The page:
Grant, Washington and Winship schools earn state recognition for boosting student achievement

EUREKA— An ongoing and coordinated effort to boost student achievement at three Eureka schools has been recognized as a distinguished accomplishment by the California Department of Education (CDE).

EUREKA— An ongoing and coordinated effort to boost student achievement at three Eureka schools has been recognized as a distinguished accomplishment by the California Department of Education (CDE).

Grant Elementary School, Washington Elementary School and Winship Middle School have been awarded CDE's 2006-07 Title 1 Academic Achievement Award. Representatives from these schools will attend the 2007 California Title 1 Conference in Costa Mesa on April 16 to receive the awards.

Kim Cobine, former principal of Winship Middle School and current assistant superintendent of Humboldt County Schools, described the school's accomplishment as an eight-year process. "It was a combination of analyzing testing data each year and developing various school-wide programs that really made the difference," noted Cobine. "Our decisions were all focused on improving student learning."

Winship offers school-wide programs in reading, writing, library research, mathematics and classroom management for teachers.

Test data was scrutinized to find "key patterns within the subgroups and address areas of concern," said Cobine. Student subgroups consist of English language learners, special education, socioeconomic and ethnicity.

In addition, special education students and their teachers have more involvement in regular education classroom. "Winship has an inclusion model that brings special education teachers and aides into the classrooms where small groups of resource students are clustered," said Cobine. "They receive the same curriculum and instruction as everyone else, but with the teachers and aides in the room, all students are given more attention."

"The added bonus for our special education students was the increase in self esteem and confidence they gained as learners because they weren't being pulled out of the classroom and singled out by other children," said Cobine.

Winship's after school program also receives credit from Cobine. "Students received strong academic support after school. It was an integral part of the success."

Cobine is proud of the entire Winship staff. "It was a lot of hard work on the teachers' part, and actually everyone who works at Winship, because we all had to be a part of the learning. Whether working with students in a support class, after school program or even on the playground to enforce our school-wide behavior plan, without their dedication to the concept that we can do better and all children can learn, I don't think we would have achieved at the level we did."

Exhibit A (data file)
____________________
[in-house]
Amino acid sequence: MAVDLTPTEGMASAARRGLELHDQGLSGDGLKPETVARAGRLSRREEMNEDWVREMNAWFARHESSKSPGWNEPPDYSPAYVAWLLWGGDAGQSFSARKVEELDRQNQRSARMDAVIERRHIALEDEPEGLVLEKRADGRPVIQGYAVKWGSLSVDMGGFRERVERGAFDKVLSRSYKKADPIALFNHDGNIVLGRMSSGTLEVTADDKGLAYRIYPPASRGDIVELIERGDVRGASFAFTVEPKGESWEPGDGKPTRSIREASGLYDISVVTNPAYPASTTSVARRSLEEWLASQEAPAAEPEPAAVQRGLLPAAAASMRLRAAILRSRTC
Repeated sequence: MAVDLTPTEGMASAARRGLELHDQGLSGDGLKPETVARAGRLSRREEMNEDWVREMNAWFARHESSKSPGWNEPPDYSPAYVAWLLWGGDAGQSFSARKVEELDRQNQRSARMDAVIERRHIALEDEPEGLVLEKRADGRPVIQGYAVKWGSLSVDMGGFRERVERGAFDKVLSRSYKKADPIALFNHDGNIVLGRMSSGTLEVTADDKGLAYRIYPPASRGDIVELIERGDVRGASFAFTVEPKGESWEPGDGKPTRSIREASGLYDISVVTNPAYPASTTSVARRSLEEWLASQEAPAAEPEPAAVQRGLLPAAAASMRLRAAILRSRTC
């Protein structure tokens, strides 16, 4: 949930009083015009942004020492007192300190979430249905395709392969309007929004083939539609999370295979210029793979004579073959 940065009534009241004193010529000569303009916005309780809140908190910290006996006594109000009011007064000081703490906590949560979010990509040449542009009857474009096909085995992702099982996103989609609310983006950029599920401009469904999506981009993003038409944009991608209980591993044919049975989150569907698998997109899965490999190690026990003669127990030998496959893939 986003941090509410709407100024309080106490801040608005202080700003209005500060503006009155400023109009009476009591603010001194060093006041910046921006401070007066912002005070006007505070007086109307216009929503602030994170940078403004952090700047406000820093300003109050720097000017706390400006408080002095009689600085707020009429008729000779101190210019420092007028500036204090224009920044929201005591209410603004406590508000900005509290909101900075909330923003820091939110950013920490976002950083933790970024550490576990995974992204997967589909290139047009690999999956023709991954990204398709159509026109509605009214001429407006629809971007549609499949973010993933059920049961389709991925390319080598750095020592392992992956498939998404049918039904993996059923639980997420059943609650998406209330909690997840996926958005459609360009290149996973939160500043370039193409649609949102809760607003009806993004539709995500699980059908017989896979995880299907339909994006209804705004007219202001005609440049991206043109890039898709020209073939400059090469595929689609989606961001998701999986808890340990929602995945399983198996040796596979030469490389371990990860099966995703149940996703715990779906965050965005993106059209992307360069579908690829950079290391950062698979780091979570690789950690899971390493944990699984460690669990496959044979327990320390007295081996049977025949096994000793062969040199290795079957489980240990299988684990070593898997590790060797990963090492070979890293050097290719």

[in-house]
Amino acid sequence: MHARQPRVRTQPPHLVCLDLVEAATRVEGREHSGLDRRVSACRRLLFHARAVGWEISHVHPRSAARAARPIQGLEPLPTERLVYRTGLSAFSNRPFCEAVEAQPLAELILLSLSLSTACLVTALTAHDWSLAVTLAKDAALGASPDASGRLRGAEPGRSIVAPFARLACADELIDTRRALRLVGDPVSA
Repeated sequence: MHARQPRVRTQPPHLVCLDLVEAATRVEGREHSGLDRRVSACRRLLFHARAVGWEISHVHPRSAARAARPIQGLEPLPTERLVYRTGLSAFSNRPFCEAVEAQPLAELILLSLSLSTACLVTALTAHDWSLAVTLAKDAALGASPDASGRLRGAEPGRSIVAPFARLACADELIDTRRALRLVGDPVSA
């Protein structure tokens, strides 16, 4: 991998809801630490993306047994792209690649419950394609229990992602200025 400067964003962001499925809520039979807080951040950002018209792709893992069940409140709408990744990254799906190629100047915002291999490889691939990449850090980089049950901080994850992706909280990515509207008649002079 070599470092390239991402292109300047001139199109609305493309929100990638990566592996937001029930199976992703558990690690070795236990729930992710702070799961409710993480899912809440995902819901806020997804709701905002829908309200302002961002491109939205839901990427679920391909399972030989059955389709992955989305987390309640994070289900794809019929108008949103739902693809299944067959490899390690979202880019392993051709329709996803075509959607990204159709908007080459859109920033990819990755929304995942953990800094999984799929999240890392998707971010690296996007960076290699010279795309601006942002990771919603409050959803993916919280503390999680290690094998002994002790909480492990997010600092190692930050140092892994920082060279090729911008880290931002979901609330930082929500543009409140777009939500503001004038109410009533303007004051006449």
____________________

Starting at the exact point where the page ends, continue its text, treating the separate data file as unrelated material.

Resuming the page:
The Grant school staff recognized the importance of meeting the changing needs of their students after a shift in demographics brought more English language learners to the school. Lee Ann Lanning, former principal of Grant Elementary School and current principal of Washington School, convened a site leadership team of teachers which met regularly to address the changing academic and social needs of students.

"Math is an area Grant students have done well in," remarked Lanning, "so teachers identified literacy as the primary academic need along with social, emotional and behavioral issues."

Grant's leadership team determined that the literacy needs of their students were related to second language issues as well as possible learning issues.

To address students' social, emotional and behavioral needs, a variety of interventions and ongoing trainings were put into place including utilizing the school's psychologist, disseminating parent surveys, offering Healthy Play training for staff members and ongoing training for the school's playground monitors. One of the results is that Grant has experienced a decrease of in-school and out-of-school suspensions.

Lanning arranged for her teachers to participate in targeted training on curriculum evaluation, program planning and developing quality intervention programs. "We decided to revamp our intervention both during the school day and in our after school classes," said Lanning.

Grant School also identified students for language arts intervention classes and English language learner support. "Grant leadership team decided to group English language learners within the grades based on a variety of information, including test results, in order to provide intensive and targeted instruction in language development."

Lanning credits the entire Grant staff for the school's accomplishment. "Grant School has a highly dedicated staff committed to ongoing professional development to supporting student learning."

Paul Gossard, former principal at Washington School and current principal at Winship Middle School, was pleased to find out about the recognition and was quick to praise the entire Washington staff.

"School success does not come by accident," stated Gossard. "This award reflects the dedication, creativity and tenacity of Washington's teachers, intervention teachers and support staff in seeking success for all students."